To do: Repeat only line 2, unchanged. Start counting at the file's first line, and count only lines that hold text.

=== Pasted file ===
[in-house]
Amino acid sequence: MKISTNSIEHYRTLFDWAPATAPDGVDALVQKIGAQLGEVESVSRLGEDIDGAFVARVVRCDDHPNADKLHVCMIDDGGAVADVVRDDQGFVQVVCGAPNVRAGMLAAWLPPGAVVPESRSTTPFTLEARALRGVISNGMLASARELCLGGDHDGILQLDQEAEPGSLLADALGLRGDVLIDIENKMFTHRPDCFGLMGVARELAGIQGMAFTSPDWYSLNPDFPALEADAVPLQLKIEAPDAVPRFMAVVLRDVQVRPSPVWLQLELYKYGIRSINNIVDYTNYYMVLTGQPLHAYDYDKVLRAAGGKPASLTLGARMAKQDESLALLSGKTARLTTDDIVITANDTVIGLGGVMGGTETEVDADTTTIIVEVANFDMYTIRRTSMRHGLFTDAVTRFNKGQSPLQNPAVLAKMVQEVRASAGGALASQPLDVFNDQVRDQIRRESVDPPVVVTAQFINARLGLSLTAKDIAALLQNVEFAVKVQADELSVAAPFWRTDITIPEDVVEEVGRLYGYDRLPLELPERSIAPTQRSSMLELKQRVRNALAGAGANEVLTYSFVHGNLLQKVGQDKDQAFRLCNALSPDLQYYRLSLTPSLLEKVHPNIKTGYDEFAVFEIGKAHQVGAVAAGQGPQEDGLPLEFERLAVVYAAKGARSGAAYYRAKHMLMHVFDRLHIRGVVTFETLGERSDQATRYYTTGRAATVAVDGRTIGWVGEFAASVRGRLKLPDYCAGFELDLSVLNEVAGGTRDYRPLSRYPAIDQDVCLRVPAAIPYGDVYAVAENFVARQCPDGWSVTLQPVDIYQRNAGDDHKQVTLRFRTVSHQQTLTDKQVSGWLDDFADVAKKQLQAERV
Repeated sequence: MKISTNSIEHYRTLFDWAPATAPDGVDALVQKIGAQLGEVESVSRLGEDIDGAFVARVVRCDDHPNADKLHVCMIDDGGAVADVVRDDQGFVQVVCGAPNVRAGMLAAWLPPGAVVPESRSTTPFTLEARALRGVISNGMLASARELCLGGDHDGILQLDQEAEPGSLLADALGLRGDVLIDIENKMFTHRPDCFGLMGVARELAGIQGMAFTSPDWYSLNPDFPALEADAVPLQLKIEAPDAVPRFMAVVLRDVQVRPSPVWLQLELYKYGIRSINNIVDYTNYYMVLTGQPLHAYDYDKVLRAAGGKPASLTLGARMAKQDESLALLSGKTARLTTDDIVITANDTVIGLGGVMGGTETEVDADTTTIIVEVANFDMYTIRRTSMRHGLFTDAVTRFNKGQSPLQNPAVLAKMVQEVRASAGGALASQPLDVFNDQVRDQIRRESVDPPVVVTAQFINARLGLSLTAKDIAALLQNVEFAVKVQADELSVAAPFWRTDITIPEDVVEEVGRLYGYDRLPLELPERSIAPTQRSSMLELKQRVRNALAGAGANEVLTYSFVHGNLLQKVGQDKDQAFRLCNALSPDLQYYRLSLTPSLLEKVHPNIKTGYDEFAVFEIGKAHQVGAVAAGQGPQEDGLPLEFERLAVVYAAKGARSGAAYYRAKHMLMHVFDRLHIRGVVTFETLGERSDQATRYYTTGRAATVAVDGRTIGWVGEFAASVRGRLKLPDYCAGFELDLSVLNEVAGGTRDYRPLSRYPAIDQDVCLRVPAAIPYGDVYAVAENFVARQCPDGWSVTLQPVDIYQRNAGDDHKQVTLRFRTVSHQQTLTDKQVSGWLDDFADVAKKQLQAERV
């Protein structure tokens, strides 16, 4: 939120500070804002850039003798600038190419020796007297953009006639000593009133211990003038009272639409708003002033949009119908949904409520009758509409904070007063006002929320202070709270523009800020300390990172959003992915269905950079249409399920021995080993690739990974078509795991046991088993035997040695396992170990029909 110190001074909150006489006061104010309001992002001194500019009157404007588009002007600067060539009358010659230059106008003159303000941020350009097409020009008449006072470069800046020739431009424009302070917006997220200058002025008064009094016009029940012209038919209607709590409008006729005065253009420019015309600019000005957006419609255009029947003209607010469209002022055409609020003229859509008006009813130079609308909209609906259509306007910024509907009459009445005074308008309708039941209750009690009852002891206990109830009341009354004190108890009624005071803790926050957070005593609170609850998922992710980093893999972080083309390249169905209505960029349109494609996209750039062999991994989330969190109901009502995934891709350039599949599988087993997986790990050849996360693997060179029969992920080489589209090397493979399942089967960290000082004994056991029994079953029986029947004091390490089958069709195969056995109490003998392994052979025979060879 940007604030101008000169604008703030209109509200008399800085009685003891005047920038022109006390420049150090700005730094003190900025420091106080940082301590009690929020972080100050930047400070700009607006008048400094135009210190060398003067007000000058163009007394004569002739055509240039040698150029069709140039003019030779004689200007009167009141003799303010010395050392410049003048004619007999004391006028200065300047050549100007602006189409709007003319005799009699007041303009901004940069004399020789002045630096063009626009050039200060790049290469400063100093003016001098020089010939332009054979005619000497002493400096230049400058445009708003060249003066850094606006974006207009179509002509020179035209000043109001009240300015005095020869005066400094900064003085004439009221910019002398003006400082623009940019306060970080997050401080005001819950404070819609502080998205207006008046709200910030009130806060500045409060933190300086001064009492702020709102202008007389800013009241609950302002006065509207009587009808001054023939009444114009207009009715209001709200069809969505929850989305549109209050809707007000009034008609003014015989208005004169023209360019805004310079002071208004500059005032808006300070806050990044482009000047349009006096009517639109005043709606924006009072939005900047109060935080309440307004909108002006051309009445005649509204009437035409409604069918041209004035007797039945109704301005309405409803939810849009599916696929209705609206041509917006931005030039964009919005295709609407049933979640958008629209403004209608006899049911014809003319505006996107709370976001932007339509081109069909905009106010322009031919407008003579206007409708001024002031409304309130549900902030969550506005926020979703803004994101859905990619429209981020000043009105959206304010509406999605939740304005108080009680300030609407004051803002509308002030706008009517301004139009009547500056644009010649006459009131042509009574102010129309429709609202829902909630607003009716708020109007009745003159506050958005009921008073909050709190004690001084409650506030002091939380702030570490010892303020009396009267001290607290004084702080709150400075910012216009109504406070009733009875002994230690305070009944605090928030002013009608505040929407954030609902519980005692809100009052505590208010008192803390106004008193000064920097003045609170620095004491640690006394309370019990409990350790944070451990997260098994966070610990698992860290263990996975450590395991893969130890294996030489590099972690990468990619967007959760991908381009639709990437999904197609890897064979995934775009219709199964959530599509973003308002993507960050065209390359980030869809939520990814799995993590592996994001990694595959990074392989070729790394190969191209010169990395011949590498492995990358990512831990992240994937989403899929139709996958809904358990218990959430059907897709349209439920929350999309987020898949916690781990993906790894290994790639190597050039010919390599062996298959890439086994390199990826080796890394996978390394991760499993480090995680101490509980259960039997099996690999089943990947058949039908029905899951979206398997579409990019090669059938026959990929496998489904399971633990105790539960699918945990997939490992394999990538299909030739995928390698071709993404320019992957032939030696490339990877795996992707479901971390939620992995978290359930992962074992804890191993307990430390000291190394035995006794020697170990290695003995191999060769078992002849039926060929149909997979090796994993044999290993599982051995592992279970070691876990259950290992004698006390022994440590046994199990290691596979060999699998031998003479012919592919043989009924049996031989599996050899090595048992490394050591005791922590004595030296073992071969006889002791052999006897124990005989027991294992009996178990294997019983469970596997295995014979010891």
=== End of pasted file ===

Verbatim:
Amino acid sequence: MKISTNSIEHYRTLFDWAPATAPDGVDALVQKIGAQLGEVESVSRLGEDIDGAFVARVVRCDDHPNADKLHVCMIDDGGAVADVVRDDQGFVQVVCGAPNVRAGMLAAWLPPGAVVPESRSTTPFTLEARALRGVISNGMLASARELCLGGDHDGILQLDQEAEPGSLLADALGLRGDVLIDIENKMFTHRPDCFGLMGVARELAGIQGMAFTSPDWYSLNPDFPALEADAVPLQLKIEAPDAVPRFMAVVLRDVQVRPSPVWLQLELYKYGIRSINNIVDYTNYYMVLTGQPLHAYDYDKVLRAAGGKPASLTLGARMAKQDESLALLSGKTARLTTDDIVITANDTVIGLGGVMGGTETEVDADTTTIIVEVANFDMYTIRRTSMRHGLFTDAVTRFNKGQSPLQNPAVLAKMVQEVRASAGGALASQPLDVFNDQVRDQIRRESVDPPVVVTAQFINARLGLSLTAKDIAALLQNVEFAVKVQADELSVAAPFWRTDITIPEDVVEEVGRLYGYDRLPLELPERSIAPTQRSSMLELKQRVRNALAGAGANEVLTYSFVHGNLLQKVGQDKDQAFRLCNALSPDLQYYRLSLTPSLLEKVHPNIKTGYDEFAVFEIGKAHQVGAVAAGQGPQEDGLPLEFERLAVVYAAKGARSGAAYYRAKHMLMHVFDRLHIRGVVTFETLGERSDQATRYYTTGRAATVAVDGRTIGWVGEFAASVRGRLKLPDYCAGFELDLSVLNEVAGGTRDYRPLSRYPAIDQDVCLRVPAAIPYGDVYAVAENFVARQCPDGWSVTLQPVDIYQRNAGDDHKQVTLRFRTVSHQQTLTDKQVSGWLDDFADVAKKQLQAERV